"Open the door!" the young man cried violently cried. "I'm going to kill you!" Arthur believed him, of course he would. The other guy was drunk. The door continued to shake and Arthur was frightened. He cowered in the far corner, not daring to make a sound in hopes that he would be forgotten, yet the door continued to shake. It was begging to show signs of weakness.

"Yes," the young man muttered in glee, "I'm getting in." Arthur was mortified now, his heart throbbing in his chest. All of a sudden the door slammed open, the young smirking happily.

"You're going to get it!"

Arthur saw a flash and all went dark.

Arthur floated in and out of consciousness as if in a dream. He could even almost see her, his mother. Her face radiated with a golden light. Then it all came back to him and her face turned gray.

It was a clear summer day and only a couple days until August. Arthur and his mother had been fighting. "You will not be going on that field trip! I have said it a million times and I will say it again! You will not be going! That is the end of it!" She always looked pretty when she was yelling at him. Her long blond hair fell down to her waist and it waved in the wind. It didn't help that her skin was as lovely as could be. Arthur was honored to have such a beautiful mom.

"But mother," he always called her mother when he was trying to get his way. "You can't expect me to tell them no now. I already made plans with all my friends! "

"I don't care what plans you made or who you made them with! You are not going!"

Angry, Arthur looked away and muttered, "Not that it's going to matter anyway."

"What did you just say? 'Not that it matters anyway.' What do you mean? What are you planning?" she screamed. Arthur didn't reply. He only dropped his head down in shame. "Answer me!" she exploded. Her face was red and her eyes were bulging.

"Well..." he said scanning the scene. All the trees were green and the flowers had bloomed. "Do you really want to know?" he asked glancing up. She frowned. "Well... here it goes. I'm leaving."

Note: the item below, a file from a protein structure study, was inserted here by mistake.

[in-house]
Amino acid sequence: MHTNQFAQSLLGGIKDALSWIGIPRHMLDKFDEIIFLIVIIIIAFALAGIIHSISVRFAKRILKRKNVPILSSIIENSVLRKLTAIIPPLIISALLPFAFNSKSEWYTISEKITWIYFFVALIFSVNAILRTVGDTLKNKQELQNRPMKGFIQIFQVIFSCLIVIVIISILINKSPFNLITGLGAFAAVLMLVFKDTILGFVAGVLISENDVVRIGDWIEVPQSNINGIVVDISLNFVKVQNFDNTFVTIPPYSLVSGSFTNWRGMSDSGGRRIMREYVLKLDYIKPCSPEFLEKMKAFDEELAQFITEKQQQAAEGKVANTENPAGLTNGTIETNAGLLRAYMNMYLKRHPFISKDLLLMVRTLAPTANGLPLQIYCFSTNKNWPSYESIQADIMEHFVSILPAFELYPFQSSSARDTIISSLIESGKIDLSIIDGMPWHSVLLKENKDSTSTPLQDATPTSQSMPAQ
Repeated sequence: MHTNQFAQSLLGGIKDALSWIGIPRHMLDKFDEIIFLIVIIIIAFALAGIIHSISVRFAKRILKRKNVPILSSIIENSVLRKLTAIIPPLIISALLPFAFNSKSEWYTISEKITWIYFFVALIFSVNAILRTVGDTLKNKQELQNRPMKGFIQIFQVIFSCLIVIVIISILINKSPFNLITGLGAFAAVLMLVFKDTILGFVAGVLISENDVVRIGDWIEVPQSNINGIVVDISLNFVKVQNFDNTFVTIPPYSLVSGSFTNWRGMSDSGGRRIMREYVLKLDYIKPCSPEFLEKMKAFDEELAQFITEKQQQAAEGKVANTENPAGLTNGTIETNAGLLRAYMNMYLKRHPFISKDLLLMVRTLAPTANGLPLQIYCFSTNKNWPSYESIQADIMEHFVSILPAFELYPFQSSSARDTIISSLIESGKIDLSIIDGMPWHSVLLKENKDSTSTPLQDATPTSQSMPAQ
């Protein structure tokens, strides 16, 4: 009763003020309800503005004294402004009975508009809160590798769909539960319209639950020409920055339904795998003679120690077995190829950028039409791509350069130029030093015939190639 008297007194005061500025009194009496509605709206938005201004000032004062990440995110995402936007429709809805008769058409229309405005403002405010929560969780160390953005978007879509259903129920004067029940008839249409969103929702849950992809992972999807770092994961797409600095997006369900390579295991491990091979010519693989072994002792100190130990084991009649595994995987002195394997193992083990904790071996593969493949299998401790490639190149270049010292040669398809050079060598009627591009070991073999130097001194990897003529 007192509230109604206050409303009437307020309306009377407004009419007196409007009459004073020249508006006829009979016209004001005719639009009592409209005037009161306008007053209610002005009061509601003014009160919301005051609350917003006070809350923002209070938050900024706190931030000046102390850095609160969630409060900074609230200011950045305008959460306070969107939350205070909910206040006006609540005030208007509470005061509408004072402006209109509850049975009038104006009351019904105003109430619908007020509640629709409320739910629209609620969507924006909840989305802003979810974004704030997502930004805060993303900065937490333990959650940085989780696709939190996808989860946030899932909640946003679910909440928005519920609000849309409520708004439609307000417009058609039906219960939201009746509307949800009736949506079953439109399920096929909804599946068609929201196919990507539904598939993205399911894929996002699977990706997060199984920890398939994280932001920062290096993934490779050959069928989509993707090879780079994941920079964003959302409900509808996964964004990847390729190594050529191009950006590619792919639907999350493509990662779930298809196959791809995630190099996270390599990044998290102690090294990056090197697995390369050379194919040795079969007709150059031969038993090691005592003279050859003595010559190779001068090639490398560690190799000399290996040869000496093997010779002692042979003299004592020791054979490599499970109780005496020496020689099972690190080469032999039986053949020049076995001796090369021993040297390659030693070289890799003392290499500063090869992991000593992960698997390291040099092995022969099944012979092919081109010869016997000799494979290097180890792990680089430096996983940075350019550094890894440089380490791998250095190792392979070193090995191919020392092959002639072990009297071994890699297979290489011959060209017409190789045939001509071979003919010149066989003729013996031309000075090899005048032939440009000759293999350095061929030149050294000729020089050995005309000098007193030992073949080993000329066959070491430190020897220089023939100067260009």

"What?" she shrieked. He did not expect her to react like this. He thought she would plead with him, begging him not to go. She did. "What? Where are you going? You're my baby. You CAN'T leave!"

"I've joined the army mom. I'm leaving tomorrow." Her expression went blank. "I have to mom and you can't stop me."

Then she began to break down into tears and she beckoned him to come to her. He didn't move. "Baby, baby, baby. You can't go. You're only 17. You're not ready for the world. Someday but not yet."

"I'm going. I lied about my age to get in. You can't stop me!" He threw up his fist for emphasis.

"I see," She was still distraught. "What will does your father think?" She paused, "You haven't told him, have you."

The rest of the day they spent apart, each of them dreading it in their own way. Finally it came time to say good-bye. Arthur’s father was out of the house and still had no idea about where Arthur was going or even that he was leaving at all. His mom was crying her eyes out. Arthur felt sorry for her and gave her one last hug. She buried her head in his chest. She wasn’t going to make it easy. At last, Arthur gave her a peck on the cheek and left, never looking back.

To be continued

The author's comments:
This is not the whole story. If you like it, email me at klarapaul55@yahoo.com

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This article has 1 comment.

on Mar. 24 2010 at 5:22 pm
deardiary BRONZE, Saskatoon, Other
3 articles 0 photos 65 comments

Favorite Quote:
It is a truth universally acknowedged, that a single man in possession of a good fortune, must be in want of a wife. -Pride and Prejudice